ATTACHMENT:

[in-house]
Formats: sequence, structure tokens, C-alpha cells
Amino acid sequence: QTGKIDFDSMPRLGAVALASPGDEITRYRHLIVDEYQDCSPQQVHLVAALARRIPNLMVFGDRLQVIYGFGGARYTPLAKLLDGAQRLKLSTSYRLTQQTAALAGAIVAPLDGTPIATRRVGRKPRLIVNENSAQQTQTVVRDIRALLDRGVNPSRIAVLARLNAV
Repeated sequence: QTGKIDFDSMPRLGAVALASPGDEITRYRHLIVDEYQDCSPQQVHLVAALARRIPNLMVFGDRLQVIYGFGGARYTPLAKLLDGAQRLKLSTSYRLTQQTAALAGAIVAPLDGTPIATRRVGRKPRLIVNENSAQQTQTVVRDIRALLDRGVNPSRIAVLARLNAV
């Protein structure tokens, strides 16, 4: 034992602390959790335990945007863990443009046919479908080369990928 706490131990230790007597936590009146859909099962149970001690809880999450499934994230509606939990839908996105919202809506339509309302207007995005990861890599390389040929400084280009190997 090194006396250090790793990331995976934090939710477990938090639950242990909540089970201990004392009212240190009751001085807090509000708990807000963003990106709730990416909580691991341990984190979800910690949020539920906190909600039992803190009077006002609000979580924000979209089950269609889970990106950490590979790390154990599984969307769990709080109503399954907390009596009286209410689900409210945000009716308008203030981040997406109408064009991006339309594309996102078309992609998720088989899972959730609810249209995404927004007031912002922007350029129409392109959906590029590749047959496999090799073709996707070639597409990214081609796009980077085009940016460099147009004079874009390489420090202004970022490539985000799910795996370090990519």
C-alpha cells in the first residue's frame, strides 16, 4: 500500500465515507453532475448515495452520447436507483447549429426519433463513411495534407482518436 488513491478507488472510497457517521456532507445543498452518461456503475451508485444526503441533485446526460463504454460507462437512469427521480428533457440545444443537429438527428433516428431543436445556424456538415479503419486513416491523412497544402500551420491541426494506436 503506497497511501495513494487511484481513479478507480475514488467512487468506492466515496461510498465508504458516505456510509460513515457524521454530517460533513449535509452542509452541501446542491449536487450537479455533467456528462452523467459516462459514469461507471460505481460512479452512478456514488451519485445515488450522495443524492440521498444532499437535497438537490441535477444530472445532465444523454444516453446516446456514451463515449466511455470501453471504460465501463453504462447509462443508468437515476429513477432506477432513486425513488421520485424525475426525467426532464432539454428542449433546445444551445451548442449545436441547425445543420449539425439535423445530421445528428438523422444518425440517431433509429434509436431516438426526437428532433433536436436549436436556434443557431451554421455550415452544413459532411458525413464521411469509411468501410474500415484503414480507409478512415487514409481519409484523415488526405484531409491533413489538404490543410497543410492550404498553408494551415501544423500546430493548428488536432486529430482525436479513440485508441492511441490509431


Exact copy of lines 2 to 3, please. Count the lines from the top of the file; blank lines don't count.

Formats: sequence, structure tokens, C-alpha cells
Amino acid sequence: QTGKIDFDSMPRLGAVALASPGDEITRYRHLIVDEYQDCSPQQVHLVAALARRIPNLMVFGDRLQVIYGFGGARYTPLAKLLDGAQRLKLSTSYRLTQQTAALAGAIVAPLDGTPIATRRVGRKPRLIVNENSAQQTQTVVRDIRALLDRGVNPSRIAVLARLNAV